I didn't spend too much time in Sydney, I really just passed through on my way to the Marconi Historic Site in Glace Bay, but I did take a drive through the old part of downtown and stopped for a while at the waterfront. This 'little' violin is located in front of the visitor centre and it's what folks visiting by cruise ship first see when they stop in Sydney.
The historic site is just a small building with several exhibits that describe Marconi's achievement.
A small model of the original site and its massive 210 feet tall towers.
This map shows the sites in Marconi's early experiments. The bottom red line show the path taken by the wireless signals on December 15, 1902. Marconi later did more experiments between England and the US, but more on that later when I write about my stop in Cape Cod.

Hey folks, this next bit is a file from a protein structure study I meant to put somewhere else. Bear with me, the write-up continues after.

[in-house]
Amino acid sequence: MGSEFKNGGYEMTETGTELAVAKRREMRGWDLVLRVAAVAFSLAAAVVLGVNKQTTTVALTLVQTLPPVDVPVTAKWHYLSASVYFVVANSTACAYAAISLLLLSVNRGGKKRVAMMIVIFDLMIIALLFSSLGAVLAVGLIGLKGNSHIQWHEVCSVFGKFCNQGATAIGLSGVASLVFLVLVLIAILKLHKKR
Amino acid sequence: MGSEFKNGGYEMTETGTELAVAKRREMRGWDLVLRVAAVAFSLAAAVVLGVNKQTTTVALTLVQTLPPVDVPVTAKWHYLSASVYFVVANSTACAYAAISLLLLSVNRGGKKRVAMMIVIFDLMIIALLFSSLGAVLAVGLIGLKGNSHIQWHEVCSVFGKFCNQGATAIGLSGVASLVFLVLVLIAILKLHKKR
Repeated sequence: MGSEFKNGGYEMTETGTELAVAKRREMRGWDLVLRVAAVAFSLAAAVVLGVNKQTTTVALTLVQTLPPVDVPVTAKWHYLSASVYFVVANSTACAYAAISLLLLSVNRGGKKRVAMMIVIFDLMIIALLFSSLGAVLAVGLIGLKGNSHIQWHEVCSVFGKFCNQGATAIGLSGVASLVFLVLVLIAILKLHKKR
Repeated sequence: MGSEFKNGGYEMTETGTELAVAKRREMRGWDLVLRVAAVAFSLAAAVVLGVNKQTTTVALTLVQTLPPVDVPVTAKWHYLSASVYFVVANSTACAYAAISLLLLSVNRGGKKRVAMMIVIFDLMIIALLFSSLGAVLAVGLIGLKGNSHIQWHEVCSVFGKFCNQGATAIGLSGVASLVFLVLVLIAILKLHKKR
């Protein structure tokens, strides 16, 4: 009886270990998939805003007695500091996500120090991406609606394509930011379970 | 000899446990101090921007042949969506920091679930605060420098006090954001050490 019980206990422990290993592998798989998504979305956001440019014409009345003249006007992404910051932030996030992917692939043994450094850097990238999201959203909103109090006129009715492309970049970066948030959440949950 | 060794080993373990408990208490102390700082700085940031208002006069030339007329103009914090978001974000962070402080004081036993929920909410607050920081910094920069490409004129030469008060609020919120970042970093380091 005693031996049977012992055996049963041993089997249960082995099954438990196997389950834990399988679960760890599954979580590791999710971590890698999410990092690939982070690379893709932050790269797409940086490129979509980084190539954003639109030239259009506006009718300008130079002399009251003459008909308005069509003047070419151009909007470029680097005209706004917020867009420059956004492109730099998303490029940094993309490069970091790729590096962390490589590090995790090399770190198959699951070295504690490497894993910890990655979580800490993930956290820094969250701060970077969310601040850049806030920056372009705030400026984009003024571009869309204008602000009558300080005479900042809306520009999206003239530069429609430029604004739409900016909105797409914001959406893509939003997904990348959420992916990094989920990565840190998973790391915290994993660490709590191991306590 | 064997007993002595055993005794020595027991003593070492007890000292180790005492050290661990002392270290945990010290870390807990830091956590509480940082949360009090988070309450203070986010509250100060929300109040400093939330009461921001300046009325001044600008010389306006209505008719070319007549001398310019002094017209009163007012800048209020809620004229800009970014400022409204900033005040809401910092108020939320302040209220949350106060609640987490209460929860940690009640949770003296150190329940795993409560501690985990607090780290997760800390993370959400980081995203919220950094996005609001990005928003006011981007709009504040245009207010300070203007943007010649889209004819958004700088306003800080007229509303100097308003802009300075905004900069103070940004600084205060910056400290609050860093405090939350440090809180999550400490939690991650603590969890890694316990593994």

Marconi and his assistants continued there experiments at the Table Head site 1903, but service was unreliable. More powerful equipment and longer aerials were required to ensure consistent communications across the Atlantic. During the winter of 1904-05, the entire Table Head station with its towers, wires and buildings was dismantled and moved to a site near Port Morien, 9km away. The new equipment and aerial system there gave Marconi the results he was seeking, and in 1907 a regular transatlantic communication service was established. The following picture shows the only remaining artifacts of the massive tower structure here at the Table Head station, one of the concrete slabs that held up one of the massive 210 feet tall towers.
Poldhu on the southwest coast of England is straight out over the horizon.
You wouldn't want to get too close to the cliffs near this site.